Pacific Meridian

Jessica:  Truthfully, the first term I thought of when  you said 'babies' was potential.  Right after that I thought of new, which was just the time you pointed to me for my response.  When you said 'incest' I thought of unGodly.  Between babies and incest you brought into the conversation 'morality', and I thought of generations...past, present, and future.  Good 'food for thought' lesson.

Kate:  This brought back great memories of my Dad, who was an artful and art filled Doodler.  It also reminded me of Michael B., a middle school classmate and an excellent Doodler; especially during class when it drove the Nuns (our teachers) bonkers.

This is a great lesson to begin the school year with, as it gets the students involved and on 'the same page' (pun intended).  To finish this the end of the school year, putting the puzzle together all year long, would be a proud culminating class activity for each student in the class.  I am going to do this with the adults I support in our program.  It provides an even playing field and an immediate sense of inclusion.  This was a fun way to end our day...thanks!

Paul doodled...yeah!

Regina Toscani's picture

Mini-Co-costructive Coversations

The 4 presenters did a great job.

Susan – Your love for Biology came shining through.  Your enthusiasm with your lesson was contagious.  The mega question of when to change a particular story is extremely important.  As teachers we need to be vigilant about presenting the least-wrong information.  Very good job!!

Jack- I love your willingness to try different approaches to teaching.  Your sense of humor helped to keep the lesson moving.  You have an abundance of ideas and you are eager to share them with your students.  Trust in yourself! Wonderful presentation.

Jessica- You were very well prepared for your mini-conversation.  I have to give you a lot of credit for being brave.  It could not have been easy to stand up in front of this group and lead us into a very stimulating discussion.  Molto Buono!!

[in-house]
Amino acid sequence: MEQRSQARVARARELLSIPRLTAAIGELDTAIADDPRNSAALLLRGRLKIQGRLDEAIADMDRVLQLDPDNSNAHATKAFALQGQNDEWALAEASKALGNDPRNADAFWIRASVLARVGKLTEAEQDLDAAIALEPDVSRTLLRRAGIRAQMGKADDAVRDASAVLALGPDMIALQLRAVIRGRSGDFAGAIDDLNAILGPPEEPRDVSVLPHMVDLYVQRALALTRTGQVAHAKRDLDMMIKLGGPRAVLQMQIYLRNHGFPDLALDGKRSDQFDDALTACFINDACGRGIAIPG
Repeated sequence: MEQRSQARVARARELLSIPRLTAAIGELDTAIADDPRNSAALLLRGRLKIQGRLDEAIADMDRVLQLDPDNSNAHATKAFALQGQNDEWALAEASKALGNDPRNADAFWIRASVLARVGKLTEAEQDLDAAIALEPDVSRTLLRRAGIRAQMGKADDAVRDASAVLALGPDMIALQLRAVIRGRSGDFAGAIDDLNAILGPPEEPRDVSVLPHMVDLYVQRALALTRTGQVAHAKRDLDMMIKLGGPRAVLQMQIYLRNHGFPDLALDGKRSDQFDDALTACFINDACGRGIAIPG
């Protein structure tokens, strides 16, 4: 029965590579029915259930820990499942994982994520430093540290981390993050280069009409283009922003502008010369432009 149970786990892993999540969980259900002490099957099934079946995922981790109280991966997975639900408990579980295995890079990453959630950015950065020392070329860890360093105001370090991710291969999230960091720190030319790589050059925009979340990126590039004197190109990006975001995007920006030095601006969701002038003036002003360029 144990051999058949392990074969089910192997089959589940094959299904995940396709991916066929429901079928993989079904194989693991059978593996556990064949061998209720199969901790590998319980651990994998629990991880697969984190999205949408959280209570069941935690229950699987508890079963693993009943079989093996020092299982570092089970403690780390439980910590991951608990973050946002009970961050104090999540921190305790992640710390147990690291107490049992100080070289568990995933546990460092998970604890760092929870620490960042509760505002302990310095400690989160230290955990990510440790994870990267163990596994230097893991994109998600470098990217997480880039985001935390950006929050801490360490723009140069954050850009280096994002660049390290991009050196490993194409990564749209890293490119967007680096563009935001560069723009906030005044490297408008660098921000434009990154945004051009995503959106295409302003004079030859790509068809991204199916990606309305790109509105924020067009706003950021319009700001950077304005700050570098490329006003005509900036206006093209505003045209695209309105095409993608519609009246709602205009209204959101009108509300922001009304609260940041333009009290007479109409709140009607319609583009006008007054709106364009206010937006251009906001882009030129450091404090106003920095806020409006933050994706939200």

Kate – Congratulations for incorporating your passion of doodling into an engrossing presentation.  Another avenue that you could explore is why some children need to doodle on their body.  Thank you for giving us a chance to unwind and be creative.  Fantastic lesson!!


RecycleJack Marine's picture

Susan - Fishing for Change

Susan, I enjoyed your constructive conversation about the dilemma of deciding what changes are important to implement, and which are not. I think the concept of ATP is very interesting. I find those synapses fascinating! Although we didn't have any hands-on experiencial learning during your presentation, it was motivating and prompted some interesting discussion.

What I hope most is that the amount of tuna people eat has no longterm adverse health aspects to their lifestyles.

Kim Fuller's picture

Believe in what you teach.





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I found the compost interesting. I thought that I was going to be taught what it was and how to use it. I hope that Jack will gain the confidence that he needs to teach what it is that he knows. He knows science and he has a lot to offer. He has been given great advice just believe in what we talked about and go for what you know.

Keith Sgrillo's picture


Kate, this was a presentation that I think describes me.  I love to doodle during classes and find that not only does it help me to concentrate, but to relieve anxieties such as boredom and frustration; especially when I would draw funny pictures of the teachers who were aggravating me.  But I think the real important part is to be sure we are allowing students opportunities to express themselves in ways that define them.  We should be promoting individual expression of thought, but I think we also need to couple that with an explanation of how it relates to what it is we are teaching.  However, I recognize the need to also deformalize educational processes sometimes in order for there to be a release.  Sometimes we have to let go of the old to get the new.  In the words of the immortal Homer Simpson...


"Marge, you know what happens when I try to learn new things. I forget how to do old stuff.  Like the time I learned how to make my own wine, I forgot how to drive."


(Marge's reply)  Homer!  You were drunk. 



Keith Sgrillo's picture



I think you have really struck on a very controvercial topic that is related very closely to what goes on in educational planning.  I think the idea of morals depends on the intitutions who are defining what morals are on the macro level, and the individuals implementing them pick and choose what they want to bring to the classroom on the micro level.  If you are interested, there is some research out there on the actual physical structures of the buildings and how they show what moarls were surrounding education during the period they were built (e.g. inner city schools that look like prisons, 1970's schools that look like hospitals, and at present schools that look like office buildings).  Can you guess the message being sent or I should say, create your own stories about them?  Sorry I can't remember any specific articles or research papers, but I am sure you could find them on ERIC or Pro Quest...